The tallest building in the Western Hemisphere, One World Trade Center is a new but emotionally-charged icon for New York City. The spiritual successor to the Twin Towers of the first World Trade Center, the tower rose from the ashes of 9/11 to become a symbol of both New York City and America’s strength and resilience. Few people, however, really know the hidden history behind this iconic skyscraper.
After the September 11 attacks, plans were quickly drawn up to rebuild the World Trade Center. After a contest was held to redevelop the complex, a proposal from architect Daniel Libeskind was selected as the winner in 2002. At the centerpiece of Libeskind’s proposal was a new signature tower for the complex intended to soar to a symbolic 1,1776 feet into the air.
The building, originally dubbed the Freedom Tower, underwent a number of revisions along with the rest of the proposed new World Trade Center. A symbolic cornerstone was laid on July 4, 2004 even as the design was undergoing several revisions. After several years of redesigns, the final plan for the tower was revealed in June 2005, though financing and security issues held up the actual construction of the supertall skyscraper until the summer of 2006.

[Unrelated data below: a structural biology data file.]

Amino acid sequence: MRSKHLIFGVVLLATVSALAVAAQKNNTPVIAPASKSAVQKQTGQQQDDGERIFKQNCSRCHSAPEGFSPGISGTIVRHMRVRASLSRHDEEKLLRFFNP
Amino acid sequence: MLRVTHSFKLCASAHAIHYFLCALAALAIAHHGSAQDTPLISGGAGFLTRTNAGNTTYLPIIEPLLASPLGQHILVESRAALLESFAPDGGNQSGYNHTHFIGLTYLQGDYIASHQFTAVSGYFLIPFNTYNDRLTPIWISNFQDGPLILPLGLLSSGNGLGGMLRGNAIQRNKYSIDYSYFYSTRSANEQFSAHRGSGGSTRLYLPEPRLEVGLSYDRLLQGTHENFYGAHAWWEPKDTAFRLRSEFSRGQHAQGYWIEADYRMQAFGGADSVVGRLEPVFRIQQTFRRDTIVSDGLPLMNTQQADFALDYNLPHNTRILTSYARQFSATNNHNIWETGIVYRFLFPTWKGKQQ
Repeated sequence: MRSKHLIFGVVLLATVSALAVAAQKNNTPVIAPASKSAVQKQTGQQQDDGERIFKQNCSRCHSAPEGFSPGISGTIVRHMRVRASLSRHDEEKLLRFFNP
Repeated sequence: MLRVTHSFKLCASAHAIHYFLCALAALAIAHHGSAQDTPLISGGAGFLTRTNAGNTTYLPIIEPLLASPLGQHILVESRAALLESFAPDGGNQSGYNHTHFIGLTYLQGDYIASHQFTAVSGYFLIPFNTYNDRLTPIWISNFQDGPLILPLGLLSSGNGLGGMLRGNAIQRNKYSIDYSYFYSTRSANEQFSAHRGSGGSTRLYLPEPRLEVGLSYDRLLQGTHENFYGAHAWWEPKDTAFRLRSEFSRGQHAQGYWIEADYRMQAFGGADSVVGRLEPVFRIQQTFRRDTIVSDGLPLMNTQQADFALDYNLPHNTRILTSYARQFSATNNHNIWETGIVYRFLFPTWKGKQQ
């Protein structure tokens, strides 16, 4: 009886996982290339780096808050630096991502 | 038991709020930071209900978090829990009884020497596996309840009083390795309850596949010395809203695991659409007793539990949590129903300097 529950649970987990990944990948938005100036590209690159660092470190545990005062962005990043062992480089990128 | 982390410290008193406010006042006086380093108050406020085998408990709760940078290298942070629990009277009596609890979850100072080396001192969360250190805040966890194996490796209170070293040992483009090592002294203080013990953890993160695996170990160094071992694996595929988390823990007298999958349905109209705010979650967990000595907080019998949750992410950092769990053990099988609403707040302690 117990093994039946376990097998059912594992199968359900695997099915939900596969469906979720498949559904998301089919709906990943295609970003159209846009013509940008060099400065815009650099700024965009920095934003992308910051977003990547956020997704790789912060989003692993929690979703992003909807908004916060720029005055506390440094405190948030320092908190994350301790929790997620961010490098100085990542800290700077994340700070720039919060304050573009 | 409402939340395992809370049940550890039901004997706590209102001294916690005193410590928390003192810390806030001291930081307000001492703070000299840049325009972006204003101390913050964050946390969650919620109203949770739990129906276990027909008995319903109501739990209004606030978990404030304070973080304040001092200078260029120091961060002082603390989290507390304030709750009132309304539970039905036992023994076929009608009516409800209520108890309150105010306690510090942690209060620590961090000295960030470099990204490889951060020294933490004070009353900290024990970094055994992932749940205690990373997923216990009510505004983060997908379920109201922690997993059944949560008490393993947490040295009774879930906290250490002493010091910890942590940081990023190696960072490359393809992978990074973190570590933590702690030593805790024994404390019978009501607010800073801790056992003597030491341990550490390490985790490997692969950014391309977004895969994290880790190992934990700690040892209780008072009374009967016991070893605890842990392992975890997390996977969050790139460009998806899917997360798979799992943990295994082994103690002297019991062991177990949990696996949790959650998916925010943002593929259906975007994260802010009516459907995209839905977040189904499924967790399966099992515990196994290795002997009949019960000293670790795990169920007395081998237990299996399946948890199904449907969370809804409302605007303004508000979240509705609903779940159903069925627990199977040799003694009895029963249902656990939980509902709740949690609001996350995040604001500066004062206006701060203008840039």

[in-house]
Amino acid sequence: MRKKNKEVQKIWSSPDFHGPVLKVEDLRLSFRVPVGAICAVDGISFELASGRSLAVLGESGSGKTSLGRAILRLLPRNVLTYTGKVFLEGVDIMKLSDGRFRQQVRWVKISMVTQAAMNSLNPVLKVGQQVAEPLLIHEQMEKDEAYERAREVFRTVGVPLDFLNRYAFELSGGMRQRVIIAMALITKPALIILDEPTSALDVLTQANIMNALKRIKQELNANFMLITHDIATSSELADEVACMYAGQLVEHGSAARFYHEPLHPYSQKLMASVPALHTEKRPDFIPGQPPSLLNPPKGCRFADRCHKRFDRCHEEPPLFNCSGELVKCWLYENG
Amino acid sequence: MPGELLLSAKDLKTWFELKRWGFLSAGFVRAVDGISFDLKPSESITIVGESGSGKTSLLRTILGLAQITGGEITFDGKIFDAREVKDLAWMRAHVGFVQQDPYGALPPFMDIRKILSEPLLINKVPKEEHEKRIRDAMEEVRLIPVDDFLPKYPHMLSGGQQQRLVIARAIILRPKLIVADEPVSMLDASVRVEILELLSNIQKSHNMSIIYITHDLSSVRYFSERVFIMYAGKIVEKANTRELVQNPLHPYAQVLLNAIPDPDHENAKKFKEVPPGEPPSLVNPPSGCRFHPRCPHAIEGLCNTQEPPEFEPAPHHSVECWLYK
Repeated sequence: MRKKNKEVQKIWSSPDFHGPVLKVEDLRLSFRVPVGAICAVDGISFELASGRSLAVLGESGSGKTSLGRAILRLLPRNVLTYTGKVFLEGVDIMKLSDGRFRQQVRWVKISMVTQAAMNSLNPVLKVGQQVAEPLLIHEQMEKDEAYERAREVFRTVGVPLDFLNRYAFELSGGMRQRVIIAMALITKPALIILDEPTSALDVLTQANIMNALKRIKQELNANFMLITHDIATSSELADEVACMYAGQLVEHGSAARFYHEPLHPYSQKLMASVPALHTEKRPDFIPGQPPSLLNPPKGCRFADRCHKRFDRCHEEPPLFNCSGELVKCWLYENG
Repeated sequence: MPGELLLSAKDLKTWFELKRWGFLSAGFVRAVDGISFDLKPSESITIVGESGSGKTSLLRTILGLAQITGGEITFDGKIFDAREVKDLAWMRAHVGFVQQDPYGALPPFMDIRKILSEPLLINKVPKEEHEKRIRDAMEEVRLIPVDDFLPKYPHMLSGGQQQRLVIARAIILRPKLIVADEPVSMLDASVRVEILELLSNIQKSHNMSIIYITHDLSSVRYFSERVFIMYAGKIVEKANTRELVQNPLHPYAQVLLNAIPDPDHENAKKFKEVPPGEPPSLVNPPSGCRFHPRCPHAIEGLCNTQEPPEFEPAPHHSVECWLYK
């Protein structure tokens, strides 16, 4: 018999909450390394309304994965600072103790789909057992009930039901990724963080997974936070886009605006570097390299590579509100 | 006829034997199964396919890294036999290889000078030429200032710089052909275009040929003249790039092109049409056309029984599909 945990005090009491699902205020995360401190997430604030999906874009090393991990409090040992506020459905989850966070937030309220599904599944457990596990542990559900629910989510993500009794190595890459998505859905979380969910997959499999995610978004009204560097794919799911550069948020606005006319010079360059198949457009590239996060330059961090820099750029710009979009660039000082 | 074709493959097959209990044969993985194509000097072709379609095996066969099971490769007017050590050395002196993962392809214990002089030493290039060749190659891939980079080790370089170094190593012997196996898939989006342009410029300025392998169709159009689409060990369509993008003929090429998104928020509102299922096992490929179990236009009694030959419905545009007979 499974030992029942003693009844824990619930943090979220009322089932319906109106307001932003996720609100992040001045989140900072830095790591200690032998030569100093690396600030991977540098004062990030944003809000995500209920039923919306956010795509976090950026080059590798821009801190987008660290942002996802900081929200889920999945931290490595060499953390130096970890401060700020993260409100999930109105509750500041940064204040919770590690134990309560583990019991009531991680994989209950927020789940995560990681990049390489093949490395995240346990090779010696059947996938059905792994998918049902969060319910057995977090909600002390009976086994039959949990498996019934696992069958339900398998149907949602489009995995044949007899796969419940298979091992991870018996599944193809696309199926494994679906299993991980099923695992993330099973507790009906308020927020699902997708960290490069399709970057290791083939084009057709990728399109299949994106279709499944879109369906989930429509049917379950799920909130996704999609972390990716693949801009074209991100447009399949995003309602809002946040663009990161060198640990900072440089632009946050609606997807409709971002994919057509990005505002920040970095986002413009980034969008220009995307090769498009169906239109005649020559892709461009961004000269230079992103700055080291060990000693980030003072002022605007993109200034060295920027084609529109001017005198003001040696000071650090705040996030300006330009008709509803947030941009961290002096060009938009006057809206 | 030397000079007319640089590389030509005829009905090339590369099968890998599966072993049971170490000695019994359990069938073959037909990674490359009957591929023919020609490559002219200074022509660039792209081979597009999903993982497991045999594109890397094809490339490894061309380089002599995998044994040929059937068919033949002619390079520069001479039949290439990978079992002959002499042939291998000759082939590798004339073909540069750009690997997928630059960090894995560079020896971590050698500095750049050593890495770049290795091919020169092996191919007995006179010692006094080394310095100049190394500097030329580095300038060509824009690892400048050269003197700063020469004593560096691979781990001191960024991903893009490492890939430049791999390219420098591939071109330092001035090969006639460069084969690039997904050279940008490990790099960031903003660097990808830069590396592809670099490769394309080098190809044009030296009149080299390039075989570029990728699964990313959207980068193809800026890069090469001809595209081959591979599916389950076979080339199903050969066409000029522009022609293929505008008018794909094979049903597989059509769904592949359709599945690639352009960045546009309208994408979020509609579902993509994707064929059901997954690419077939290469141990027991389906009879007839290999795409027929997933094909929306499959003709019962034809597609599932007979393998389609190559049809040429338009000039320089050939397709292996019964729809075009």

Concrete pouring for the new tower was completed in November 2007 and construction cranes were installed in January 2008, finally allowing full construction to commence in earnest. In 2009, the tower’s name was changed from the Freedom Tower to One World Trade Center in an effort to make it easier to identify for the public. By 2010, the tower began to rise steadily above the ground and stood at 82 floors by the tenth anniversary of the September 11 attacks.
One World Trade Center topped out in August 2012 while its symbolic spire was fully attached on May 10, 2013, capping the long and arduous construction process. There was, however, some controversy as to whether the spire counted towards the final height of the building, allowing it to claim the title of the tallest in both the United States and the Western Hemisphere. The debate was settled on November 12, 2013 when the Council on Tall Buildings and Urban Habitat officially declared that the spire was a part of the building’s permanent design, making it the tallest building in the country and hemisphere. One World Trade Center officially opened almost a year later on November 3, 2014, finally ending its long and complex but ultimately successful construction process.
Despite its construction history fraught with delays, cost overruns and various controversies, One World Trade Center stands tall as a new symbol of New York City. Shining like a beacon above the city, it stands as a testament to the tenacity and ultimate resiliency of both the city and the country after the tragic events of September 11, 2001.